Often, flavor rules when it comes to consumer acceptability of foods. When it comes to cultured dairy foods, I might add “texture rules.”
I would venture to say that an acceptable texture is prerequisite to acceptance of any cultured milk product. Think about it: when a consumer puts a yogurt or other cultured milk product into her mouth, the first perception is likely a tactile sensation on the palate. Then flavors begin to enter the consumer “acceptability equation.” Finally, after swallowing, the mouth-coating (another texture attribute) may factor into the perception of the eating experience.
Even before they taste it, consumers look at the product, stir or shake it, obtain a sample on the spoon, pour it into a cup (or their mouths) or squeeze it out of the package. Each of these steps may give us some cues about the product’s overall texture acceptability. When yogurt flavors are less differentiated, textural attributes may become more important.
While the optimal textural attributes of any yogurt depends on the application (drinkable versus spoonable, for example), there are some characteristics common to texture acceptability. Generally, desired yogurt textures have been described as “creamy.” And in a recent study, consumers agreed that creamy could be best described by two terms: smoothness and thickness.
Thickness is characterized by the manufacturer’s ability to transform a low-viscosity fluid (milk) into a thick, viscous material (yogurt, sour cream or cultured buttermilk). In some cases, excessive “wheying off or free whey” on the surface of the yogurt can be associated with low viscosity (unacceptable texture) when the free whey is reincorporated into the product upon stirring.
Smoothness is described as the absence of graininess, chalkiness and lumpiness. The perception of these defects creates an undesirable texture sensation on the palate that must be avoided or eliminated.
Achieving the desired viscosity
As I have written previously, effectively achieving the desired viscosity is about careful product formulation, processing prior to fermentation, culture selection, fermentation conditions and post-fermentation processing and handling. Conditions that create a fine pore gel structure will result in a firmer product with a creamier mouthfeel that will be less susceptible to wheying off.
These desired structure and texture outcomes are encouraged by having sufficient milk protein content in the mix that is heat-treated under the right conditions and at the right time. For example, yogurts made with milk supplemented with five commercially available whey protein concentrates had varying viscosity (thickness), depending on the degree of protein denaturation in the ingredients.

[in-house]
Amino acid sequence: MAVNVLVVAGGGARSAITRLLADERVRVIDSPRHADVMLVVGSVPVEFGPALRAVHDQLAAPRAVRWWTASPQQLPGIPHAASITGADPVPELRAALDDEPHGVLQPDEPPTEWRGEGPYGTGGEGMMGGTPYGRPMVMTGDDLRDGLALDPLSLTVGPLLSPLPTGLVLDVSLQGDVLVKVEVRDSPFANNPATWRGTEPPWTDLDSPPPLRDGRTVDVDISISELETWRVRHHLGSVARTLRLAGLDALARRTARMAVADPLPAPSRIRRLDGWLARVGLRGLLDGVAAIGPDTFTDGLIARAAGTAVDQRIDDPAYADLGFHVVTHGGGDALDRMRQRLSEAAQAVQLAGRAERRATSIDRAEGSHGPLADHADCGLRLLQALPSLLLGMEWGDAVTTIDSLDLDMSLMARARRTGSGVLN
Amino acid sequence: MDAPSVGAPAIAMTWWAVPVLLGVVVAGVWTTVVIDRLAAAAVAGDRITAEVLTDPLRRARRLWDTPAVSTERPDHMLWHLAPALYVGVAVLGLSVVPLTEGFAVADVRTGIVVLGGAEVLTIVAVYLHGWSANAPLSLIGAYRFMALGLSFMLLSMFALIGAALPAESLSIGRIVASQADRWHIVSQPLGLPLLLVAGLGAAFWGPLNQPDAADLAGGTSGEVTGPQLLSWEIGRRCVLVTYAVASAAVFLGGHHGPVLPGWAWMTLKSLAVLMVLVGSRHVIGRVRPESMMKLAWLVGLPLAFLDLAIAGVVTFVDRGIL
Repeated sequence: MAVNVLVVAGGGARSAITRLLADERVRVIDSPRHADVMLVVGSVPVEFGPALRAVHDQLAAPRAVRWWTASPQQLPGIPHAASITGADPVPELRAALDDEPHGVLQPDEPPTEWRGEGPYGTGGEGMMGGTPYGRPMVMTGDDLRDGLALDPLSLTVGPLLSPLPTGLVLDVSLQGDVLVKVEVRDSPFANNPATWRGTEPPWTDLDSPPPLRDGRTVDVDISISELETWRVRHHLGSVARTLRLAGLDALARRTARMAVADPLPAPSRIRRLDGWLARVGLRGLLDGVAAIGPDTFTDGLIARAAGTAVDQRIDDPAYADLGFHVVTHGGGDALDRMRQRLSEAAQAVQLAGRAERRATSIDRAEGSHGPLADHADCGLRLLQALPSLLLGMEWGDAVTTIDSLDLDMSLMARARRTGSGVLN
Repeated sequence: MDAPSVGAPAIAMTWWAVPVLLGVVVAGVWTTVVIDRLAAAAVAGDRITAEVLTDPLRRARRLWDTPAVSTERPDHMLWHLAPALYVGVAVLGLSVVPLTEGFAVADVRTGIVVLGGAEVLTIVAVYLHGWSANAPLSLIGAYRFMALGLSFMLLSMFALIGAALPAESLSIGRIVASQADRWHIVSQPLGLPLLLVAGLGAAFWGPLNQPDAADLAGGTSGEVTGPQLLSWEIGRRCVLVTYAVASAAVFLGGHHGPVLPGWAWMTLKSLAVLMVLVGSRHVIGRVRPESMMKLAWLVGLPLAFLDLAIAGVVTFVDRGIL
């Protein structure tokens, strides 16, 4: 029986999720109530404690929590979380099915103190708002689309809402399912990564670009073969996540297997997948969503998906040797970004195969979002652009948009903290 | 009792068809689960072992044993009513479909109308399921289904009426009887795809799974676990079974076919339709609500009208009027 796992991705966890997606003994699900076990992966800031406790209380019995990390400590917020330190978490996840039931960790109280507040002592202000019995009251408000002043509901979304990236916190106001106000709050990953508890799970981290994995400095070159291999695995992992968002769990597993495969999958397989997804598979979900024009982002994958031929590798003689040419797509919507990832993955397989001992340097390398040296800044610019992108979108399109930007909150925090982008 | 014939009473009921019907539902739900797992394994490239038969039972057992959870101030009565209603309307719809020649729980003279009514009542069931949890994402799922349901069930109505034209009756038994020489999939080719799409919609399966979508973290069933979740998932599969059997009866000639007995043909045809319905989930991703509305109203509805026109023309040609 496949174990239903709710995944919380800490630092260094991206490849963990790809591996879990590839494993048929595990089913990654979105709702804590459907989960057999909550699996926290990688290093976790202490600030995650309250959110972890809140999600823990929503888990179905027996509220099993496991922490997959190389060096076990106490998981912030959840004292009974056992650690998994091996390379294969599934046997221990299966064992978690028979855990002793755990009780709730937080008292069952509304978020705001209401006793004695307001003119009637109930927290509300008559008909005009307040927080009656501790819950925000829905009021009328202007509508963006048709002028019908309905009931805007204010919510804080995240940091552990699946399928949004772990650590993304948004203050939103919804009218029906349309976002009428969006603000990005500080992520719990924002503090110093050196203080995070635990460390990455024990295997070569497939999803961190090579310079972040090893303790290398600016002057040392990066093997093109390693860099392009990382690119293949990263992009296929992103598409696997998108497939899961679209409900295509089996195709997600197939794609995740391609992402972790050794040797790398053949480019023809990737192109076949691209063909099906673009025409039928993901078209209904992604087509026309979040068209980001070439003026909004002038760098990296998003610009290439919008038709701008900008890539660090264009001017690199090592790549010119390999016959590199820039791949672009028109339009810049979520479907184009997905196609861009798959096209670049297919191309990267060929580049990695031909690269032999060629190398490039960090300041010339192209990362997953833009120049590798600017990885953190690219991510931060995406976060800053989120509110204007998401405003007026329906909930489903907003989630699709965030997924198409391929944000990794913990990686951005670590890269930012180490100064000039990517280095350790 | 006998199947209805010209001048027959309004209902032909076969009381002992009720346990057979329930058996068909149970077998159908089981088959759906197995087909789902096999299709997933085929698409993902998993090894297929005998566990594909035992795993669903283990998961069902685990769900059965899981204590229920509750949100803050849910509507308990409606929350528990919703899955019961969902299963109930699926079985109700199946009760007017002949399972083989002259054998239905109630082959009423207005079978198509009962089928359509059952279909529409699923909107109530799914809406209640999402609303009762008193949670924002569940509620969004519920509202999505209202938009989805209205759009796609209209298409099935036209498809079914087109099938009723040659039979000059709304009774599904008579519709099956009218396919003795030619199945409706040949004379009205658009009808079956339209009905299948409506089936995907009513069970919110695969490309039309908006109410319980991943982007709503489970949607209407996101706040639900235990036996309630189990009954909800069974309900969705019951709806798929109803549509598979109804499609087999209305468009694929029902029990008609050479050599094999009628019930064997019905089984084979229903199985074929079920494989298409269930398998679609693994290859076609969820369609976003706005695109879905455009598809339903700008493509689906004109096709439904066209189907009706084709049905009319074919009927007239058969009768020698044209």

Lower fermentation temperatures and higher culture inoculation rates tend to produce fermented milk products with less whey separation and texture defects. Conversely, large whey protein aggregates (whey proteins denatured without the presence of milk caseins), poor culture incorporation into the milk and uneven heating (hot spots) in fermentation tanks will lead to graininess, chalkiness and other undesirable texture defects in the final product.
In some products, polysaccharides (stabilizers like pectin, starch and alginates) are used to provide water management and enhance viscosity. These polysaccharides can be economical and effective tools to provide higher viscosity and gel firmness with minimal to no whey off for many cultured product applications. However, improper use of starch and/or poor use of post-fermentation smoothing devices can lead to grainy-textured cultured milk products.
When milkfat is processed properly it provides superior textural eating quality to the product. By using proper homogenization conditions, fat-containing cultured milk products can have enhanced viscosities, no whey off and provide very pleasing eating qualities.
Texture solutions on the horizon
Recent studies on novel food processes may have value in improving yogurt texture. Researchers have demonstrated that four relatively new processes to the dairy industry may have some potential to improve yogurt texture. These are high-pressure processing, ultrasonic processing, protein crosslinking with transglutaminase and high-pressure homogenization.
In some cases, the benefit would be from improving the functionality of a dairy ingredient prior to incorporation into milk for fermentation. In other cases it would be to modify the properties of the entire milk mixture to enhance the overall texture of the product. While some of these technologies are in pilot-scale development, there is still more work to be completed to fully realize their value in large-scale cultured products manufacturing.
So while new flavors and packaging may get all the attention, insuring that the basic fermented milk product has high overall texture acceptability is a key part of consumers’ calculus in picking the most acceptable product to purchase.